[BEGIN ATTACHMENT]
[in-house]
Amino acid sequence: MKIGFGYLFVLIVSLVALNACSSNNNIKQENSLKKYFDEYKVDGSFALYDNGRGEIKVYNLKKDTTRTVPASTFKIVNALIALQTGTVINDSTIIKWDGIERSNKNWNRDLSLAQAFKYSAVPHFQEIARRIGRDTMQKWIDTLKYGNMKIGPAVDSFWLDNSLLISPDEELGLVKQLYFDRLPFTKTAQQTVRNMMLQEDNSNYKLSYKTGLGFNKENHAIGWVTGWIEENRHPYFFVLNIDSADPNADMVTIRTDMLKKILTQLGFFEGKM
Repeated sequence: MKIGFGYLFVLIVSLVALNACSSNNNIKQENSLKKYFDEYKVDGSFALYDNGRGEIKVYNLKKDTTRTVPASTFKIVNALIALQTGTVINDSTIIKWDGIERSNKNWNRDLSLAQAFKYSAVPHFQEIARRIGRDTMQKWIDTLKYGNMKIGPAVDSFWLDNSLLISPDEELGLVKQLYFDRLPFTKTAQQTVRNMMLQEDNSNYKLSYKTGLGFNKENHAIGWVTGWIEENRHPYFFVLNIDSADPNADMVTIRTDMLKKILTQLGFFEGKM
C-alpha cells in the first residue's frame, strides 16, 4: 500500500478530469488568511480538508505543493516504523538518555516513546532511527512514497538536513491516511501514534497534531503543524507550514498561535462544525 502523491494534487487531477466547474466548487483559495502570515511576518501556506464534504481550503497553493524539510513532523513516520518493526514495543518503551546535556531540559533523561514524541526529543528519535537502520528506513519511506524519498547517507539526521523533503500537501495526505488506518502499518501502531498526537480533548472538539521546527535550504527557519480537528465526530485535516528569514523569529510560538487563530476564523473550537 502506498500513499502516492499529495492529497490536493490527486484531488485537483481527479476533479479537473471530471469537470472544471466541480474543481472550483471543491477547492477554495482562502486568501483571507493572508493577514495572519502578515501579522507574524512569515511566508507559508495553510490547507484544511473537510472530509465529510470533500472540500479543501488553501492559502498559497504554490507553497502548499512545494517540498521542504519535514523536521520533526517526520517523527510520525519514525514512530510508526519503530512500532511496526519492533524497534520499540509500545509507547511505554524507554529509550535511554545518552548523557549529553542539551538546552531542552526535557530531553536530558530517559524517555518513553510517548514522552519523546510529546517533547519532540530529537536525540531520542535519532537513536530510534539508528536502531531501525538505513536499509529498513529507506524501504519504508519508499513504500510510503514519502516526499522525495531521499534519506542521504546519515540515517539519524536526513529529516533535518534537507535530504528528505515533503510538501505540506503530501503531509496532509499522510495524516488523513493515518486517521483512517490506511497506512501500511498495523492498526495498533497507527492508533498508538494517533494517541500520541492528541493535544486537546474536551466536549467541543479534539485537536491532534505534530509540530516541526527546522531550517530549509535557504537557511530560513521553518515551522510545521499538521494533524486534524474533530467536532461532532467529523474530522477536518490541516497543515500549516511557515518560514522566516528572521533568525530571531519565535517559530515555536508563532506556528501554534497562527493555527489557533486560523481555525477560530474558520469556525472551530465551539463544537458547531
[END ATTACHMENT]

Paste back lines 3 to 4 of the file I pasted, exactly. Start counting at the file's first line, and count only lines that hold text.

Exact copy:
Repeated sequence: MKIGFGYLFVLIVSLVALNACSSNNNIKQENSLKKYFDEYKVDGSFALYDNGRGEIKVYNLKKDTTRTVPASTFKIVNALIALQTGTVINDSTIIKWDGIERSNKNWNRDLSLAQAFKYSAVPHFQEIARRIGRDTMQKWIDTLKYGNMKIGPAVDSFWLDNSLLISPDEELGLVKQLYFDRLPFTKTAQQTVRNMMLQEDNSNYKLSYKTGLGFNKENHAIGWVTGWIEENRHPYFFVLNIDSADPNADMVTIRTDMLKKILTQLGFFEGKM
C-alpha cells in the first residue's frame, strides 16, 4: 500500500478530469488568511480538508505543493516504523538518555516513546532511527512514497538536513491516511501514534497534531503543524507550514498561535462544525 502523491494534487487531477466547474466548487483559495502570515511576518501556506464534504481550503497553493524539510513532523513516520518493526514495543518503551546535556531540559533523561514524541526529543528519535537502520528506513519511506524519498547517507539526521523533503500537501495526505488506518502499518501502531498526537480533548472538539521546527535550504527557519480537528465526530485535516528569514523569529510560538487563530476564523473550537 502506498500513499502516492499529495492529497490536493490527486484531488485537483481527479476533479479537473471530471469537470472544471466541480474543481472550483471543491477547492477554495482562502486568501483571507493572508493577514495572519502578515501579522507574524512569515511566508507559508495553510490547507484544511473537510472530509465529510470533500472540500479543501488553501492559502498559497504554490507553497502548499512545494517540498521542504519535514523536521520533526517526520517523527510520525519514525514512530510508526519503530512500532511496526519492533524497534520499540509500545509507547511505554524507554529509550535511554545518552548523557549529553542539551538546552531542552526535557530531553536530558530517559524517555518513553510517548514522552519523546510529546517533547519532540530529537536525540531520542535519532537513536530510534539508528536502531531501525538505513536499509529498513529507506524501504519504508519508499513504500510510503514519502516526499522525495531521499534519506542521504546519515540515517539519524536526513529529516533535518534537507535530504528528505515533503510538501505540506503530501503531509496532509499522510495524516488523513493515518486517521483512517490506511497506512501500511498495523492498526495498533497507527492508533498508538494517533494517541500520541492528541493535544486537546474536551466536549467541543479534539485537536491532534505534530509540530516541526527546522531550517530549509535557504537557511530560513521553518515551522510545521499538521494533524486534524474533530467536532461532532467529523474530522477536518490541516497543515500549516511557515518560514522566516528572521533568525530571531519565535517559530515555536508563532506556528501554534497562527493555527489557533486560523481555525477560530474558520469556525472551530465551539463544537458547531